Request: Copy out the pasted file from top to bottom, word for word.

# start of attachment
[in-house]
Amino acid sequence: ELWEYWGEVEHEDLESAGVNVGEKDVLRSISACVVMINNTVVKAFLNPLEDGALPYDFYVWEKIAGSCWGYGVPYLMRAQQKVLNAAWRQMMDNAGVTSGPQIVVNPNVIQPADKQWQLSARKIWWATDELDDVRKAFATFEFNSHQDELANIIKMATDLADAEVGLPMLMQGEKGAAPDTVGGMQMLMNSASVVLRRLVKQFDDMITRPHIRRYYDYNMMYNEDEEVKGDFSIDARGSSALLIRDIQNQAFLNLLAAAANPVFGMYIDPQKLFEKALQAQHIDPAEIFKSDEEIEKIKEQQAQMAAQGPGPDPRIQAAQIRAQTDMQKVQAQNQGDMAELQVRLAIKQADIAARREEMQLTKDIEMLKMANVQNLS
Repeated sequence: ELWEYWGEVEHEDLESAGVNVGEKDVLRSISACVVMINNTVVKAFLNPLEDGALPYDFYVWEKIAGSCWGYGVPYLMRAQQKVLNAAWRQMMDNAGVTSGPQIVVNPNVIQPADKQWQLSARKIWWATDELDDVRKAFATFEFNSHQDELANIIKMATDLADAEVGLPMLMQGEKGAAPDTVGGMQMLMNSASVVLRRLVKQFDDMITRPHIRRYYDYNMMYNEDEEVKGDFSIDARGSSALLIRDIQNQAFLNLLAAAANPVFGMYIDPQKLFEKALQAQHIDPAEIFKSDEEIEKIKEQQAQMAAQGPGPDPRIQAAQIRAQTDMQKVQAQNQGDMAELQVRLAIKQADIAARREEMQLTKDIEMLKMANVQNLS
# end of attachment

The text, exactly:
[in-house]
Amino acid sequence: ELWEYWGEVEHEDLESAGVNVGEKDVLRSISACVVMINNTVVKAFLNPLEDGALPYDFYVWEKIAGSCWGYGVPYLMRAQQKVLNAAWRQMMDNAGVTSGPQIVVNPNVIQPADKQWQLSARKIWWATDELDDVRKAFATFEFNSHQDELANIIKMATDLADAEVGLPMLMQGEKGAAPDTVGGMQMLMNSASVVLRRLVKQFDDMITRPHIRRYYDYNMMYNEDEEVKGDFSIDARGSSALLIRDIQNQAFLNLLAAAANPVFGMYIDPQKLFEKALQAQHIDPAEIFKSDEEIEKIKEQQAQMAAQGPGPDPRIQAAQIRAQTDMQKVQAQNQGDMAELQVRLAIKQADIAARREEMQLTKDIEMLKMANVQNLS
Repeated sequence: ELWEYWGEVEHEDLESAGVNVGEKDVLRSISACVVMINNTVVKAFLNPLEDGALPYDFYVWEKIAGSCWGYGVPYLMRAQQKVLNAAWRQMMDNAGVTSGPQIVVNPNVIQPADKQWQLSARKIWWATDELDDVRKAFATFEFNSHQDELANIIKMATDLADAEVGLPMLMQGEKGAAPDTVGGMQMLMNSASVVLRRLVKQFDDMITRPHIRRYYDYNMMYNEDEEVKGDFSIDARGSSALLIRDIQNQAFLNLLAAAANPVFGMYIDPQKLFEKALQAQHIDPAEIFKSDEEIEKIKEQQAQMAAQGPGPDPRIQAAQIRAQTDMQKVQAQNQGDMAELQVRLAIKQADIAARREEMQLTKDIEMLKMANVQNLS